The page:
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Volume 18, issue 18
Atmos. Chem. Phys., 18, 13547-13579, 2018
https://doi.org/10.5194/acp-18-13547-2018
© Author(s) 2018. This work is distributed under
the Creative Commons Attribution 4.0 License.

Special issue: The SPARC Reanalysis Intercomparison Project (S-RIP) (ACP/ESSD...

Atmos. Chem. Phys., 18, 13547-13579, 2018
https://doi.org/10.5194/acp-18-13547-2018
© Author(s) 2018. This work is distributed under
the Creative Commons Attribution 4.0 License.

Research article 25 Sep 2018

Research article | 25 Sep 2018

Reanalysis intercomparisons of stratospheric polar processing diagnostics

Zachary D. Lawrence1,2, Gloria L. Manney2,1, and Krzysztof Wargan3,4 Zachary D. Lawrence et al.
  • 1New Mexico Institute of Mining and Technology, Socorro, NM, USA
  • 2NorthWest Research Associates, Socorro, NM, USA
  • 3NASA/Goddard Space Flight Center, Greenbelt, MD, USA
  • 4Science Systems and Applications Inc., Lanham, MD, USA

Abstract. We compare herein polar processing diagnostics derived from the four most recent full-input reanalysis datasets: the National Centers for Environmental Prediction Climate Forecast System Reanalysis/Climate Forecast System, version 2 (CFSR/CFSv2), the European Centre for Medium-Range Weather Forecasts Interim (ERA-Interim) reanalysis, the Japanese Meteorological Agency's 55-year (JRA-55) reanalysis, and the National Aeronautics and Space Administration (NASA) Modern-Era Retrospective analysis for Research and Applications, version 2 (MERRA-2). We focus on diagnostics based on temperatures and potential vorticity (PV) in the lower-to-middle stratosphere that are related to formation of polar stratospheric clouds (PSCs), chlorine activation, and the strength, size, and longevity of the stratospheric polar vortex.

Polar minimum temperatures (Tmin) and the area of regions having temperatures below PSC formation thresholds (APSC) show large persistent differences between the reanalyses, especially in the Southern Hemisphere (SH), for years prior to 1999. Average absolute differences of the reanalyses from the reanalysis ensemble mean (REM) in Tmin are as large as 3K at some levels in the SH (1.5K in the Northern Hemisphere – NH), and absolute differences of reanalysis APSC from the REM up to 1.5% of a hemisphere (0.75% of a hemisphere in the NH). After 1999, the reanalyses converge toward better agreement in both hemispheres, dramatically so in the SH: average Tmin differences from the REM are generally less than 1K in both hemispheres, and average APSC differences less than 0.3% of a hemisphere.

The comparisons of diagnostics based on isentropic PV for assessing polar vortex characteristics, including maximum PV gradients (MPVGs) and the area of the vortex in sunlight (or sunlit vortex area, SVA), show more complex behavior: SH MPVGs showed convergence toward better agreement with the REM after 1999, while NH MPVGs differences remained largely constant over time; differences in SVA remained relatively constant in both hemispheres. While the average differences from the REM are generally small for these vortex diagnostics, understanding such differences among the reanalyses is complicated by the need to use different methods to obtain vertically resolved PV for the different reanalyses.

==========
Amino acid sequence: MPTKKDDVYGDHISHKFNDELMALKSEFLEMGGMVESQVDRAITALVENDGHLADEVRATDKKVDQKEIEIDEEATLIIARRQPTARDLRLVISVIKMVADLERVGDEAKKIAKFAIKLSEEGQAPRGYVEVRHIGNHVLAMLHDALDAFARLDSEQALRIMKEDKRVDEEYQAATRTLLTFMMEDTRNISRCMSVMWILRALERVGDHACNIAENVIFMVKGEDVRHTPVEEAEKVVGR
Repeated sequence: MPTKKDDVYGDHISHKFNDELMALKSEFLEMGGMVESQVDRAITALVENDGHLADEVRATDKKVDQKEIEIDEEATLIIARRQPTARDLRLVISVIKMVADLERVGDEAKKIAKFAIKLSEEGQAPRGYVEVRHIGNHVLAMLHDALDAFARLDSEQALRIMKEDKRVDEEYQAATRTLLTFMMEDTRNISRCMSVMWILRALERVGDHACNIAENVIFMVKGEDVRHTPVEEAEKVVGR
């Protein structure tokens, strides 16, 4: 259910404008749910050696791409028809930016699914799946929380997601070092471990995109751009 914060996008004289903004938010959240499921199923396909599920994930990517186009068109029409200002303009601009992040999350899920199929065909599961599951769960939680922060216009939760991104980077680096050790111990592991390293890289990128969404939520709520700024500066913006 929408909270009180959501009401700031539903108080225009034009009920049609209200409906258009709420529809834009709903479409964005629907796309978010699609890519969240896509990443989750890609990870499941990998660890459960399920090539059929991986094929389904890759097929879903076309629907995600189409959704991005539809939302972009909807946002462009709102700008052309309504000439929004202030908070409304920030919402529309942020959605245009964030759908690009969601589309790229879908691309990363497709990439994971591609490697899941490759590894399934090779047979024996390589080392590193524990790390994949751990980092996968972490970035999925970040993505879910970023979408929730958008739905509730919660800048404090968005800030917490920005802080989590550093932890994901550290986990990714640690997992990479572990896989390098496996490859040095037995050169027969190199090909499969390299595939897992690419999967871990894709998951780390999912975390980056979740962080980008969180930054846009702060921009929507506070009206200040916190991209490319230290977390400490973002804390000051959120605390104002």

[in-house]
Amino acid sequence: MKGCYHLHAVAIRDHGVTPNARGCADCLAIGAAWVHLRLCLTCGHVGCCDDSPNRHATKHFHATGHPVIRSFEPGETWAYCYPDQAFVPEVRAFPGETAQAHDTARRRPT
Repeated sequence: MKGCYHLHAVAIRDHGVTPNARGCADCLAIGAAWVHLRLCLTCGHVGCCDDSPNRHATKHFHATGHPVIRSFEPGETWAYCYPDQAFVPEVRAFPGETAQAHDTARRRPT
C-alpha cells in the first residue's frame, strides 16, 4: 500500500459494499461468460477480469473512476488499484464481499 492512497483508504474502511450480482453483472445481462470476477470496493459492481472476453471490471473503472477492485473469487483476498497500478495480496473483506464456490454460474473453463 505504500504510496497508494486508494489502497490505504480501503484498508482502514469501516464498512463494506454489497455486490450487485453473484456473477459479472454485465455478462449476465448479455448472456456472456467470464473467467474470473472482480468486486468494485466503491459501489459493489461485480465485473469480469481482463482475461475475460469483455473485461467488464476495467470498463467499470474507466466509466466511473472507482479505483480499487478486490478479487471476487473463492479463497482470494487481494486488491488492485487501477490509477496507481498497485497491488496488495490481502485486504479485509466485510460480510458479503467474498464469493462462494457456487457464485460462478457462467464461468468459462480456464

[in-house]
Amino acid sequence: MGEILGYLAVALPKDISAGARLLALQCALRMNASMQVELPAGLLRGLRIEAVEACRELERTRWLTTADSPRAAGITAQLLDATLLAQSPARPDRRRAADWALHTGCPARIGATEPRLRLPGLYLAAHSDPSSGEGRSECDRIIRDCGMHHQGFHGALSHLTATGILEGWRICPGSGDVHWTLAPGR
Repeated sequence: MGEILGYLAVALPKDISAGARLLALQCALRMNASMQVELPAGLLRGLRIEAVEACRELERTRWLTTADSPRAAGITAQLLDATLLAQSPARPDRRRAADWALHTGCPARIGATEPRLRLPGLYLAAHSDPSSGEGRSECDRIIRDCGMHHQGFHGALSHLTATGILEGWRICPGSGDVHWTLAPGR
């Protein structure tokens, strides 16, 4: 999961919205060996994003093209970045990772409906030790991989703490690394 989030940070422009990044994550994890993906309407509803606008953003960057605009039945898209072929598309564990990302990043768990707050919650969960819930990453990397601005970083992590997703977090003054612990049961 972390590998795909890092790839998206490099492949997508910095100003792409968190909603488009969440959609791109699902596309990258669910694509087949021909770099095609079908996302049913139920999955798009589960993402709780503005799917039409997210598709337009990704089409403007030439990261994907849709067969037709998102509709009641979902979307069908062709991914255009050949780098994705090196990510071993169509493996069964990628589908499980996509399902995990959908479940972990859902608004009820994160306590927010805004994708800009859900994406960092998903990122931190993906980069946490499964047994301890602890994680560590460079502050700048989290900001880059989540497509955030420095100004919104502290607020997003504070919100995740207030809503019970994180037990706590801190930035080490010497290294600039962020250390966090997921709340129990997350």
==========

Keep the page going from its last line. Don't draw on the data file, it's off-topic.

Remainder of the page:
We also evaluated other winter season summary diagnostics, including the winter mean volume of air below PSC thresholds, and vortex decay dates. For the volume of air below PSC thresholds, the reanalyses generally agree best in the SH, where relatively small interannual variability has led to many winter seasons with similar polar processing potential and duration, and thus low sensitivity to differences in meteorological conditions among the reanalyses. In contrast, the large interannual variability of NH winters has given rise to many seasons with marginal conditions that are more sensitive to reanalysis differences. For vortex decay dates, larger differences are seen in the SH than in the NH; in general, the differences in decay dates among the reanalyses follow from persistent differences in their vortex areas.

Our results indicate that the transition from the reanalyses assimilating Tiros Operational Vertical Sounder (TOVS) data to advanced TOVS and other data around 1998–2000 resulted in a profound improvement in the agreement of the temperature diagnostics presented (especially in the SH) and to a lesser extent the agreement of the vortex diagnostics. We present several recommendations for using reanalyses in polar processing studies, particularly related to the sensitivity to changes in data inputs and assimilation. Because of these sensitivities, we urge great caution for studies aiming to assess trends derived from reanalysis temperatures. We also argue that one of the best ways to assess the sensitivity of scientific results on polar processing is to use multiple reanalysis datasets.

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Stratospheric polar processing diagnostics are compared in both hemispheres for four recent high-resolution reanalyses. Temperature-based diagnostics show largest differences before 1999 in the Antarctic; agreement becomes much better thereafter, when the reanalysis inputs include higher-resolution satellite radiances. Recommendations for usage of reanalysis data in research studies are given based on the differences among the reanalyses, which can be substantial and difficult to interpret.
Stratospheric polar processing diagnostics are compared in both hemispheres for four recent...
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